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Married LGBT Couples and Estate Planning

Bigstock-Smiling-Gay-Couple-44953600Following Obergefell v. Hodges, LGBT couples now have the same estate planning needs as opposite-sex couples. That means having a will, a prenup and other documents in place.

The United States Supreme Court ruling that made same-sex marriage legal in all fifty states makes estate planning and paying taxes much easier for same-sex married couples, as reported in The Huffington Post article, “5 Estate Planning Tips LGBT Families Need to Follow in 2016.” Here are some tips that all couples need to bear in mind when starting their married lives.

  1. Make a Will. A will can do several things to protect your assets and wishes when you die. It prevents costly probate issues, properly divides your assets per your wishes and can provide guardianship of your children. If you die without a will in place, intestate succession happens, which varies by state.
  2. Look at a Prenup. It’s not too romantic to ask your partner after saying “yes” to a marriage proposal to sign a prenuptial agreement. But this agreement lets you enter into a legal and financial arrangement prior to the wedding, and you can avoid some legal issues if you divorce.
  3. Sign a Power of Attorney. If you’re married, don’t just assume that your spouse is automatically granted power of attorney over your affairs. There needs to be a power of attorney created, and it can be for either or both financial and health care control. If your spouse becomes incapacitated, you’ll be able to make financial and health decisions on his or her behalf. Also, note that while a living will lets you state the kinds of health care you wish to have, a power of attorney allows your spouse to make decisions on your behalf.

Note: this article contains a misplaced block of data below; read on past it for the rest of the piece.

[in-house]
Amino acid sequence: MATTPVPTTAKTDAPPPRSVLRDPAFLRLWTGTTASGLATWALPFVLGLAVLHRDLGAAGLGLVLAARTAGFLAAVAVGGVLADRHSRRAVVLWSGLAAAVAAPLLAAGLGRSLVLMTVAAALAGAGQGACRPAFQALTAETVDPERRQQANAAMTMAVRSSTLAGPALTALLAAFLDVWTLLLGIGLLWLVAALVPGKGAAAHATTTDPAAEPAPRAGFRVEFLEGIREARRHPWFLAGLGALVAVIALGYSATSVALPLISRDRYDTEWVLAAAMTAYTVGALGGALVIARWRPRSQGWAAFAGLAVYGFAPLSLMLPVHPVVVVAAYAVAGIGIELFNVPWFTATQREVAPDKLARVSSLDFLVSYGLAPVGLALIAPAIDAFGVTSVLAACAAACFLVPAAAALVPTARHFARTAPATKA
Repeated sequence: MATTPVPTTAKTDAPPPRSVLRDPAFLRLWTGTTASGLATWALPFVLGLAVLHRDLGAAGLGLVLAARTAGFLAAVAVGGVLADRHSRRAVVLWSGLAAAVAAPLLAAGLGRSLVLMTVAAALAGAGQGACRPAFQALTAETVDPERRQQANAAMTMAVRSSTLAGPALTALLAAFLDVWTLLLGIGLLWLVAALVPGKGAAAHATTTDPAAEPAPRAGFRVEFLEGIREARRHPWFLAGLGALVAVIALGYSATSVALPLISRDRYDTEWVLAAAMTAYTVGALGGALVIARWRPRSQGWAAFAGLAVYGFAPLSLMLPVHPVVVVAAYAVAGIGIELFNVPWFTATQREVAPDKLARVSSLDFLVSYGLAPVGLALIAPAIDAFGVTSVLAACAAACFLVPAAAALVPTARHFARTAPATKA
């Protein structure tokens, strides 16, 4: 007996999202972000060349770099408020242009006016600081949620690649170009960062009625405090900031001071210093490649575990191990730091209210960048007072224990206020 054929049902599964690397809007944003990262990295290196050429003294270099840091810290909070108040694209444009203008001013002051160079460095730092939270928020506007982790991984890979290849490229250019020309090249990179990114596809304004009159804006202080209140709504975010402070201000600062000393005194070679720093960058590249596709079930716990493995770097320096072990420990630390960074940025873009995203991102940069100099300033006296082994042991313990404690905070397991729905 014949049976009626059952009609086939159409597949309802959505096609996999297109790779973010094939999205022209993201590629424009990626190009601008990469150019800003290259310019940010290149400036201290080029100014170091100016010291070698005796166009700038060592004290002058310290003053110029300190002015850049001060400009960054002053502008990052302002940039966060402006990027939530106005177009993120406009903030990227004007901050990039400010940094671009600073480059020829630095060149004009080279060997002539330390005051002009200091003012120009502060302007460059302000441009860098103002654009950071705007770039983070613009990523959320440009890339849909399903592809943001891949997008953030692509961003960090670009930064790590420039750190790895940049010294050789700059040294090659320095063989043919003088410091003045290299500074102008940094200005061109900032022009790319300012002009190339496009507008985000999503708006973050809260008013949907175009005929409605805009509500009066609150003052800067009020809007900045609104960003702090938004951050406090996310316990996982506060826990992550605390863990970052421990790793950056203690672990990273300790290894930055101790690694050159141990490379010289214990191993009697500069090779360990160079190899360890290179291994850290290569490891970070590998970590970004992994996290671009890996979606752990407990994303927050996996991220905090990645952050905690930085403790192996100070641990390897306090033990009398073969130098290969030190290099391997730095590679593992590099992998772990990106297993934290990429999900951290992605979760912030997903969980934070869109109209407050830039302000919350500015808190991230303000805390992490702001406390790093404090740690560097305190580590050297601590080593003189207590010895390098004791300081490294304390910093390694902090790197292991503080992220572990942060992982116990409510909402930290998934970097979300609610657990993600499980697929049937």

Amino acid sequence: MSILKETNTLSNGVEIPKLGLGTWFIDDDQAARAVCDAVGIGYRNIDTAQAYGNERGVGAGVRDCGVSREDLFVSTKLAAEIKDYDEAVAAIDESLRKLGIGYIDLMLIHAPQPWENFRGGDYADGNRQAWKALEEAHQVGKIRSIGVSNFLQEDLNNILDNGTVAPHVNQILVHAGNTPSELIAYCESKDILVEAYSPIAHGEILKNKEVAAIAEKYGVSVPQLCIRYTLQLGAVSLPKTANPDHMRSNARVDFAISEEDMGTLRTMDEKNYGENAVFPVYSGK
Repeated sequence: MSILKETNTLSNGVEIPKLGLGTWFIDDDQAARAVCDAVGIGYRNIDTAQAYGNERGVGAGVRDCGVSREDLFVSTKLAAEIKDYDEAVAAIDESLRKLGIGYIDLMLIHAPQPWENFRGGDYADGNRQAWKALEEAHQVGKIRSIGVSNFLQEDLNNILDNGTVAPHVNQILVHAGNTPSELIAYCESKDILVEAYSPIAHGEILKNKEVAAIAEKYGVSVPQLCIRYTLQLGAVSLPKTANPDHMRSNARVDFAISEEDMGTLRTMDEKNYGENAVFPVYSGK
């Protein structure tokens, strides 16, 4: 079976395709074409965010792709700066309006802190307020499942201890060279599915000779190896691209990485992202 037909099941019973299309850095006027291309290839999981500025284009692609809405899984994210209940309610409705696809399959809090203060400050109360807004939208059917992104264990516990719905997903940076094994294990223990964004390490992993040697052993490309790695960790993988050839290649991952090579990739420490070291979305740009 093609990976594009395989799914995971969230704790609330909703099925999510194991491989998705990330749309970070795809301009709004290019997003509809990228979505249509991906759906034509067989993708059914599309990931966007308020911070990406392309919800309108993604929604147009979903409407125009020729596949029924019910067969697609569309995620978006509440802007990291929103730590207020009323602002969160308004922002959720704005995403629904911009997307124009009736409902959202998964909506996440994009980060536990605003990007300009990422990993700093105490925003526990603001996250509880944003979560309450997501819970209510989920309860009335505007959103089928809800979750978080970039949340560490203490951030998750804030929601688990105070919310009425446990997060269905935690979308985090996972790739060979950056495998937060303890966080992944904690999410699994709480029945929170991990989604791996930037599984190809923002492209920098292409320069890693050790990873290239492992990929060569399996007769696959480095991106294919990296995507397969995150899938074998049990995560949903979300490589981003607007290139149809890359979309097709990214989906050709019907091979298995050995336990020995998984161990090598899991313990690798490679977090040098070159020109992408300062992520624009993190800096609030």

4. Examine your Estate Tax Liability. The state where you live may have its own estate tax at a low threshold. For federal taxes, estates worth over $5.45 million need to pay federal estate tax.
  5. Prepare for Change. LGBT estate planning still needs to consider what would happen if the current legal environment changed. If the Supreme Court decision was overturned or other legal challenges arose, would your plan hold up? Consider having a few documents in place, just in case: A Domestic Partnership Agreement, a Living Will and a Living Trust.
  6. Prepare for Mortality. Include practical details like how your funeral will be paid for, whether you want to be buried or cremated, what kind of casket or urn you desire and other admittedly unpleasant details. You will give your partner the gift of knowing what you wanted during a difficult time.

Reference: Huffington Post (July 13, 2016) “5 Estate Planning Tips LGBT Families Need to Follow in 2016”

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